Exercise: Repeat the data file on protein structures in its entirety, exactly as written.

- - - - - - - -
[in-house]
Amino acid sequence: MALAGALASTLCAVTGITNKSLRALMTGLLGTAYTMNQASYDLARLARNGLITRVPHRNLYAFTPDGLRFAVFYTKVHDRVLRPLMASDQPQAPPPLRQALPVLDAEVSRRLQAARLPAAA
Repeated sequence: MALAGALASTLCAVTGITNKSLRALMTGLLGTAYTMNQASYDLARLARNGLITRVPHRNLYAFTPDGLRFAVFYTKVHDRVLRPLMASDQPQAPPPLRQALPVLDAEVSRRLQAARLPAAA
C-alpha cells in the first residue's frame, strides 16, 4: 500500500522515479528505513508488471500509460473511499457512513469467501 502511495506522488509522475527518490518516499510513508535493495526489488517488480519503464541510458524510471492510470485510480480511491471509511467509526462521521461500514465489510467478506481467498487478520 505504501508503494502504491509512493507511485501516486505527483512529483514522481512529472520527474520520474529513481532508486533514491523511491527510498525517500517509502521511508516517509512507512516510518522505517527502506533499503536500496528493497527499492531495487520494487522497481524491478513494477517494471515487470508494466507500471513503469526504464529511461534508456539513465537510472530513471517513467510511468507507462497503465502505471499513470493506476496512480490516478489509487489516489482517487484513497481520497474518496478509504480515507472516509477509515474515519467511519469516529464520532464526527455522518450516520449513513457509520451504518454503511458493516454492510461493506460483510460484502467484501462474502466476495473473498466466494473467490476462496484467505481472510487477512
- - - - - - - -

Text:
[in-house]
Amino acid sequence: MALAGALASTLCAVTGITNKSLRALMTGLLGTAYTMNQASYDLARLARNGLITRVPHRNLYAFTPDGLRFAVFYTKVHDRVLRPLMASDQPQAPPPLRQALPVLDAEVSRRLQAARLPAAA
Repeated sequence: MALAGALASTLCAVTGITNKSLRALMTGLLGTAYTMNQASYDLARLARNGLITRVPHRNLYAFTPDGLRFAVFYTKVHDRVLRPLMASDQPQAPPPLRQALPVLDAEVSRRLQAARLPAAA
C-alpha cells in the first residue's frame, strides 16, 4: 500500500522515479528505513508488471500509460473511499457512513469467501 502511495506522488509522475527518490518516499510513508535493495526489488517488480519503464541510458524510471492510470485510480480511491471509511467509526462521521461500514465489510467478506481467498487478520 505504501508503494502504491509512493507511485501516486505527483512529483514522481512529472520527474520520474529513481532508486533514491523511491527510498525517500517509502521511508516517509512507512516510518522505517527502506533499503536500496528493497527499492531495487520494487522497481524491478513494477517494471515487470508494466507500471513503469526504464529511461534508456539513465537510472530513471517513467510511468507507462497503465502505471499513470493506476496512480490516478489509487489516489482517487484513497481520497474518496478509504480515507472516509477509515474515519467511519469516529464520532464526527455522518450516520449513513457509520451504518454503511458493516454492510461493506460483510460484502467484501462474502466476495473473498466466494473467490476462496484467505481472510487477512